Public housing stock has been steadily reduced — privatised and allowed to run down — turning what is left into housing only for the most desperate. Even then, they have to wait years.

But it wasn’t always like this. Between World War II and the 1960s, public housing was built for working class communities. Now it has been so run down and stigmatised that many working people look at it as something to escape from.

The growing housing crisis demands a major rethink on public housing. One of the most rational measures society can take today is to simultaneously address that crisis while dealing with the urgent challenge of addressing the climate emergency.

Imagine a federal and state government-funded plan to build or acquire and upgrade 200,000 good quality, energy-efficient public housing units a year, while renovating existing housing stock to the same standards. This could begin the process of liberating housing from capitalist greed. It would also make a massive contribution to reducing greenhouse gas emissions while creating thousands of good jobs.

Beyond Zero Emissions’ Million Jobs Plan, launched last June, calculated that governments could build net-zero energy public housing for just $273,000 per home. These would not only be good for the environment, they would slash household energy bills (unlike the federal government’s gas-led recovery plan). For just $25,000 each, existing homes could be retrofitted to become net zero energy emitters.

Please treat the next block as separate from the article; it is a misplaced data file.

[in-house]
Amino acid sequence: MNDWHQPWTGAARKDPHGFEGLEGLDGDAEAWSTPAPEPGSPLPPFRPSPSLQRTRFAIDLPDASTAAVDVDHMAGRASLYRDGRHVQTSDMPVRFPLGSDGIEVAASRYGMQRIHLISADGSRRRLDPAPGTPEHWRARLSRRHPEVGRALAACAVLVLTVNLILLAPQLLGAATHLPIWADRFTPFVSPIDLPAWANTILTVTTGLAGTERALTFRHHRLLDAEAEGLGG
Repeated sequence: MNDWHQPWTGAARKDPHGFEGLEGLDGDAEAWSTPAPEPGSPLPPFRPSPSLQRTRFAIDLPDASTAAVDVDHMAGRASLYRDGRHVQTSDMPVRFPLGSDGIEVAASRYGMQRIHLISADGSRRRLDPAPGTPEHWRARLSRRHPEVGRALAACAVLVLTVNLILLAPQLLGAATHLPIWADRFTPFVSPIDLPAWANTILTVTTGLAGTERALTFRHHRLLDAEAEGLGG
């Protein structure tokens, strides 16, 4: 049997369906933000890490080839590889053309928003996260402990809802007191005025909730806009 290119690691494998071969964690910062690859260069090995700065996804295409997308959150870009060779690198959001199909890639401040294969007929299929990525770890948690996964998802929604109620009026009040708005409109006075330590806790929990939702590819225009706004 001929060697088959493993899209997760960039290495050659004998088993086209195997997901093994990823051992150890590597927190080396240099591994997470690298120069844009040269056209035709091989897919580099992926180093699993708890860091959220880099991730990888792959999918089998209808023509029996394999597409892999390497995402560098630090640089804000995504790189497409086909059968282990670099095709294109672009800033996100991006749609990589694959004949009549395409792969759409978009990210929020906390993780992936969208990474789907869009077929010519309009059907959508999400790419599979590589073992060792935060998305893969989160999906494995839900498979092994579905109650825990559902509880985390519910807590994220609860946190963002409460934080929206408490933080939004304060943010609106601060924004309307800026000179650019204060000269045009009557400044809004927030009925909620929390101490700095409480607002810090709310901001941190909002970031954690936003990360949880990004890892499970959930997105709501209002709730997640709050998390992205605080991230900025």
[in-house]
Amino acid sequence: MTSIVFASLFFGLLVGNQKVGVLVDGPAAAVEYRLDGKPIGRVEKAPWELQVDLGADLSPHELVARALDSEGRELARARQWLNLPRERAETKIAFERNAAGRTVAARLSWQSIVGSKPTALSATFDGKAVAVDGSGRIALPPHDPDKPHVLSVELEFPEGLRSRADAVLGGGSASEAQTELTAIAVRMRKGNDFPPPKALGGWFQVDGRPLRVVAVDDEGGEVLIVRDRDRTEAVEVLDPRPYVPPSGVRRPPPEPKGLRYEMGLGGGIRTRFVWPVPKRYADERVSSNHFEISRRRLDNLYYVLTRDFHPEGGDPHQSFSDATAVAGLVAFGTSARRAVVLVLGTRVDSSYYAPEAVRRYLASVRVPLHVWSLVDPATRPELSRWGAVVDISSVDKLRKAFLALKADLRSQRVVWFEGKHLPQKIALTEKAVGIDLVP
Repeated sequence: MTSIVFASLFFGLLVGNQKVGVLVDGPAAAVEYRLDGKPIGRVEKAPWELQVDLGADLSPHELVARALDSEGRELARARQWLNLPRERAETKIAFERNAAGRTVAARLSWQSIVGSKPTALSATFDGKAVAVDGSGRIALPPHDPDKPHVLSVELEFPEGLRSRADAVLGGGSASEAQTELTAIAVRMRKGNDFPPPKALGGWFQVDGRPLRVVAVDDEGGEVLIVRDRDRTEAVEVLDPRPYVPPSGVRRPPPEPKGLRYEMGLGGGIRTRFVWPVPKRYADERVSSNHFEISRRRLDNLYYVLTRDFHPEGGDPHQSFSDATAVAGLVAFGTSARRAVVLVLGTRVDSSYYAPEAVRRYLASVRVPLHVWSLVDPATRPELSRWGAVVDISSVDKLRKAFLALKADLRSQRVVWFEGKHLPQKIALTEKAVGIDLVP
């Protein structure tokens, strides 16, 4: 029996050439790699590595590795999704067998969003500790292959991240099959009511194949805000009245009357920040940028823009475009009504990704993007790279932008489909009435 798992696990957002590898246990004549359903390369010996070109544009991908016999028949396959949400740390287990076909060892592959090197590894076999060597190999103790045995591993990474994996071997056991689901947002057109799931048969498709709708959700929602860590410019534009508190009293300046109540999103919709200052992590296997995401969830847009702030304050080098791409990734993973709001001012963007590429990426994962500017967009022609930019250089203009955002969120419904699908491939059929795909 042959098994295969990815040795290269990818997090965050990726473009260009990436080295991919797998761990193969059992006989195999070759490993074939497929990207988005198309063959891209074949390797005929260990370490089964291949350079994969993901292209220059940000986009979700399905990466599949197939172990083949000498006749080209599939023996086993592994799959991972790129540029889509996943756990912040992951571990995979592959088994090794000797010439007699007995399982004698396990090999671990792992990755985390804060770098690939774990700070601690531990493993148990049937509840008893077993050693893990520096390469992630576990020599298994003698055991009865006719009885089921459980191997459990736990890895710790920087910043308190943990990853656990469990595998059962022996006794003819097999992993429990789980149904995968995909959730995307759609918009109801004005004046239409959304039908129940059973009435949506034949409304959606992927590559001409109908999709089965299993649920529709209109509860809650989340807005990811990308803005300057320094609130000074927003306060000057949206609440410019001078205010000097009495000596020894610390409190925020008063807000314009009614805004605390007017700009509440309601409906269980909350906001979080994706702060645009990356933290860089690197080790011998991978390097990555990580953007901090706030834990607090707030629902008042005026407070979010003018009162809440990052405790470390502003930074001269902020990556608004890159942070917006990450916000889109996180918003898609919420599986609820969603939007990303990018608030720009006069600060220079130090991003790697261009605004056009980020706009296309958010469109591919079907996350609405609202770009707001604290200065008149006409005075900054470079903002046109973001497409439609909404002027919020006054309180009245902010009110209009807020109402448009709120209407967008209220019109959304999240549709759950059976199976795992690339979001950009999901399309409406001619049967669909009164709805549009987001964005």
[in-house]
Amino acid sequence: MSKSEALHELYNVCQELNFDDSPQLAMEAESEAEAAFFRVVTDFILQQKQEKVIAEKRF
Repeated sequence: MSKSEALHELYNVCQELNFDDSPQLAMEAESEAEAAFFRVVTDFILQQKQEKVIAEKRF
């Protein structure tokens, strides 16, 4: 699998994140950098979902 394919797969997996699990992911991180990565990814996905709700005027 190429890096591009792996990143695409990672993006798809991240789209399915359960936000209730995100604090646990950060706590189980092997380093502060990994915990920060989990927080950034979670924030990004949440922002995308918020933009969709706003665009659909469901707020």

A benefit from such a program would be its potential to change public perceptions about public housing. We could have public housing that is far better — and cheaper — than the crappy units and housing that private landlords now rent out for ridiculous prices.

This could go with measures that, once and for all, smash the tax scams that help the landlord class become even richer. End negative gearing, fully tax capital gains for properties other than people’s own homes and put stricter conditions on major private housing developments.

Socialist Alliance has demanded for some time that all major private housing developments be forced by law to allocate at least 30% of the development to “affordable housing”. But, given the housing crisis, should we go further and call for a proportion of all such projects to actually be public housing, thus boosting the public housing stock?

Currently, many state governments (Coalition and Labor) are privatising publicly-owned land under the slippery rubric of increasing “affordable housing” or “social housing” through public-private partnership with big developers. The end result is invariably the displacement of communities, the destruction of sometimes good and much-loved homes and a further reduction in public housing stock.

The privatisation agenda, disguised and glossed over by “affordable housing” or “social housing” language, urgently needs to be reversed. Developers and landlords stand in the way of making housing the basic right for all — which it deserves to be. It’s time to liberate housing from their money-making scams.

[Peter Boyle is a member of the Socialist Alliance National Executive.]